Viewpoint

We need to protect NC's growing senior population

North Carolina's growing senior population needs protection from some assisted living facility loopholes.
North Carolina's growing senior population needs protection from some assisted living facility loopholes. AP Photo

Protecting our most vulnerable populations should be a top priority for not only every elected official but our community as a whole. Our seniors do not always receive the protections they deserve, and this issue will only grow in importance. North Carolina has a rapidly aging population. By 2025, 90 of the 100 counties in North Carolina are projected to have more people over the age of 60 than under 18. This type of shift requires policymakers to look closely at resources and care for our transforming population.

Seniors in assisted living facilities too often face challenges related to escalating costs, unwarranted discharge and conditions that are not in keeping with their expectations – especially given the high costs many are paying – or our community’s anticipations for quality senior care. According to the 2016 Annual Report of the State Long-Term Care Ombudsman Program, a total of 3,769 complaints were filed with the state over a one-year period.

Of these complaints, the largest portion were related to resident rights, with a considerable number associated with financial issues or discharge. Given that many long-term care residents suffer from memory issues or other mental or physical disabilities, it is critical that we act to ensure this population is not exploited, especially during what should be their golden years.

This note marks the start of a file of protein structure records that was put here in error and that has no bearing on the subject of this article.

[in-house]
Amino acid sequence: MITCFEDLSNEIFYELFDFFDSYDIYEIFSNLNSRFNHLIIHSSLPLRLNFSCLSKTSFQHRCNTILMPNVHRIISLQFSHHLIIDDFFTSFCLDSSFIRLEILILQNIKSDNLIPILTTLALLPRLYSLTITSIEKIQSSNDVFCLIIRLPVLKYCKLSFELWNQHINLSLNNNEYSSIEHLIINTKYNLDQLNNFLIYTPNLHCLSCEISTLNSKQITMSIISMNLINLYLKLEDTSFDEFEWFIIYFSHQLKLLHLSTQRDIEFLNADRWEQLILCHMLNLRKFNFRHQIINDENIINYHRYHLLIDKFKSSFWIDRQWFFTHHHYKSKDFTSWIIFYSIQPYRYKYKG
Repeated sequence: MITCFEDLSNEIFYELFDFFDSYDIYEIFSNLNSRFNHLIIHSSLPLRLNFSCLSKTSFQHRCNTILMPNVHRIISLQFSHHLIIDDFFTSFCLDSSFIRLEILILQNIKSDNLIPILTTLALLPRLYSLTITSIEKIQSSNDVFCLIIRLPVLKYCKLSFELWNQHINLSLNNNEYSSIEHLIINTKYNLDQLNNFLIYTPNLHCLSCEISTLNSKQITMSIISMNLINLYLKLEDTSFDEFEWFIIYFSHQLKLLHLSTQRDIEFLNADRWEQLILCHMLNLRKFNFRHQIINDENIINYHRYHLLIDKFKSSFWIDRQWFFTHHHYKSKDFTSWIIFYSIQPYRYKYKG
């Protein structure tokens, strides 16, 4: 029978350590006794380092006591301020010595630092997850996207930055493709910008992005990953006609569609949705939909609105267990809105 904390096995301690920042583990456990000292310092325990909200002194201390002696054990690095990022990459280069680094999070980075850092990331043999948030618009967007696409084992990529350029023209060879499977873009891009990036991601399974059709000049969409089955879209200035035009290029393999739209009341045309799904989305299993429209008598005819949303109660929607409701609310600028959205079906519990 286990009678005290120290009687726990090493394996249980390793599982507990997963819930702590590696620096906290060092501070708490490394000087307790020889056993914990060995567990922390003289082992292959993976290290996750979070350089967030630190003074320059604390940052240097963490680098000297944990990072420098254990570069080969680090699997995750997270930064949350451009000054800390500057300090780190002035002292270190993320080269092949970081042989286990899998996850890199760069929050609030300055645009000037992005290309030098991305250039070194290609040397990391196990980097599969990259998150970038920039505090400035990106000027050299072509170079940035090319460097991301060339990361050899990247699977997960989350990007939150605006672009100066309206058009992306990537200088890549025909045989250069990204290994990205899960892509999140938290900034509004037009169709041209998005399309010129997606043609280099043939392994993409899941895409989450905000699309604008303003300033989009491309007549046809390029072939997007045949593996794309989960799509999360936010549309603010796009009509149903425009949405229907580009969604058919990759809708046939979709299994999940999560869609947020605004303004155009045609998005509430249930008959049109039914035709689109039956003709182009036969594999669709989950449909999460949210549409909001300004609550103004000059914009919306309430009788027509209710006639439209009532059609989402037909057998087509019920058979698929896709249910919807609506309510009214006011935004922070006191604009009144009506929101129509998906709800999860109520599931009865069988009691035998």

During this year’s short session, I filed legislation to tighten some of the loopholes in this industry. The Assisted Seniors Financial Protection Act focuses on making the resident discharge process more equitable, as one of the main concerns of residents is fear of unwarranted discharge. The legislation also addresses the care and cost structure for residents and installs a safeguard against surprise price hikes due to a change in care or service.

After filing the legislation, leaders from the assisted living industry worked collaboratively with me to address prevalent issues in facilities. It was clear that not all facilities were following the spirit of the law related to the fees that were being charged. By going directly to the facilities, there is hope for more expeditious improvements in the quality of service and care for our senior population.

This bill, and the collaboration with the industry, are only a first step. To protect our seniors, we must work together to ensure that all are being looked after in the way each of us would want for our own parents and grandparents. I am committed to making sure that our seniors live safely and without fear of neglect or extreme financial hardship. I encourage others to commit to this issue. We must all work together as a community to ensure that long-term care facilities are following not only the letter of the law, but also the spirit of the law, when it comes to caring for our seniors. They deserve nothing less.

Stone represents Mecklenburg’s District 105 in the N.C. House.
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